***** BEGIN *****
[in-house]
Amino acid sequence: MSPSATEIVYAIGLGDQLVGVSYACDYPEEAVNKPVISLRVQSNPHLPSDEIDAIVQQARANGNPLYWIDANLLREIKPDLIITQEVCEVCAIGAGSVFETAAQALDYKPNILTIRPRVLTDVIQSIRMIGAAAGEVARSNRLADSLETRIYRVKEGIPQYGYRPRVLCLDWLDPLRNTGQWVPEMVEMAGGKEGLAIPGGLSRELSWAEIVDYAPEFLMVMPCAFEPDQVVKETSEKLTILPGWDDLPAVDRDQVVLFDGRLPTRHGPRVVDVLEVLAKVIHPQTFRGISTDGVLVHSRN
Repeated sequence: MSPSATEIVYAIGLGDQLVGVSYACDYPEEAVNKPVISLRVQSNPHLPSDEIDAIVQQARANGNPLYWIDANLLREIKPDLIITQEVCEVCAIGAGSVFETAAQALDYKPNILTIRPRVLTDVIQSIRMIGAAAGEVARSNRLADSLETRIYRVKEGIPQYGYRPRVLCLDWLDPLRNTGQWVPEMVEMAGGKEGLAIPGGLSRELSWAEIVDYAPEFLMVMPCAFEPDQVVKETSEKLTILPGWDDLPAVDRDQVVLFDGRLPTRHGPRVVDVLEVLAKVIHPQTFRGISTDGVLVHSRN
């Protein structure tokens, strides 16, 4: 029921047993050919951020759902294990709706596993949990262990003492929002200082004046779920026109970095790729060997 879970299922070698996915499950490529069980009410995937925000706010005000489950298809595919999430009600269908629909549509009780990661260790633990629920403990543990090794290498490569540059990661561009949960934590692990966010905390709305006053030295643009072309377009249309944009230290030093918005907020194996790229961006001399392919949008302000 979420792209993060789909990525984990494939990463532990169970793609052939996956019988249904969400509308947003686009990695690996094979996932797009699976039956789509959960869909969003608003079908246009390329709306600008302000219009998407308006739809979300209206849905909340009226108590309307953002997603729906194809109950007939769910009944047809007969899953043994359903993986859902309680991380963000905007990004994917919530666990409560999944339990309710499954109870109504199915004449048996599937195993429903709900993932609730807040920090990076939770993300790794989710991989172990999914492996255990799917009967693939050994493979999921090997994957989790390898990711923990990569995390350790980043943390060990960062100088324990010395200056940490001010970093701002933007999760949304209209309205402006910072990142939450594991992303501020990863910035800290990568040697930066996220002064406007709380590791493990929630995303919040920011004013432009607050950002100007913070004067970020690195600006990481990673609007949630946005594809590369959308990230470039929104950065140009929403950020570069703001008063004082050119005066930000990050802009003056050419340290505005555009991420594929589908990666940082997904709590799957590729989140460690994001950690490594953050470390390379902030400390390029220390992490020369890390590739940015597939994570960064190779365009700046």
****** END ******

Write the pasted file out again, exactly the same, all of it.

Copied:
[in-house]
Amino acid sequence: MSPSATEIVYAIGLGDQLVGVSYACDYPEEAVNKPVISLRVQSNPHLPSDEIDAIVQQARANGNPLYWIDANLLREIKPDLIITQEVCEVCAIGAGSVFETAAQALDYKPNILTIRPRVLTDVIQSIRMIGAAAGEVARSNRLADSLETRIYRVKEGIPQYGYRPRVLCLDWLDPLRNTGQWVPEMVEMAGGKEGLAIPGGLSRELSWAEIVDYAPEFLMVMPCAFEPDQVVKETSEKLTILPGWDDLPAVDRDQVVLFDGRLPTRHGPRVVDVLEVLAKVIHPQTFRGISTDGVLVHSRN
Repeated sequence: MSPSATEIVYAIGLGDQLVGVSYACDYPEEAVNKPVISLRVQSNPHLPSDEIDAIVQQARANGNPLYWIDANLLREIKPDLIITQEVCEVCAIGAGSVFETAAQALDYKPNILTIRPRVLTDVIQSIRMIGAAAGEVARSNRLADSLETRIYRVKEGIPQYGYRPRVLCLDWLDPLRNTGQWVPEMVEMAGGKEGLAIPGGLSRELSWAEIVDYAPEFLMVMPCAFEPDQVVKETSEKLTILPGWDDLPAVDRDQVVLFDGRLPTRHGPRVVDVLEVLAKVIHPQTFRGISTDGVLVHSRN
């Protein structure tokens, strides 16, 4: 029921047993050919951020759902294990709706596993949990262990003492929002200082004046779920026109970095790729060997 879970299922070698996915499950490529069980009410995937925000706010005000489950298809595919999430009600269908629909549509009780990661260790633990629920403990543990090794290498490569540059990661561009949960934590692990966010905390709305006053030295643009072309377009249309944009230290030093918005907020194996790229961006001399392919949008302000 979420792209993060789909990525984990494939990463532990169970793609052939996956019988249904969400509308947003686009990695690996094979996932797009699976039956789509959960869909969003608003079908246009390329709306600008302000219009998407308006739809979300209206849905909340009226108590309307953002997603729906194809109950007939769910009944047809007969899953043994359903993986859902309680991380963000905007990004994917919530666990409560999944339990309710499954109870109504199915004449048996599937195993429903709900993932609730807040920090990076939770993300790794989710991989172990999914492996255990799917009967693939050994493979999921090997994957989790390898990711923990990569995390350790980043943390060990960062100088324990010395200056940490001010970093701002933007999760949304209209309205402006910072990142939450594991992303501020990863910035800290990568040697930066996220002064406007709380590791493990929630995303919040920011004013432009607050950002100007913070004067970020690195600006990481990673609007949630946005594809590369959308990230470039929104950065140009929403950020570069703001008063004082050119005066930000990050802009003056050419340290505005555009991420594929589908990666940082997904709590799957590729989140460690994001950690490594953050470390390379902030400390390029220390992490020369890390590739940015597939994570960064190779365009700046």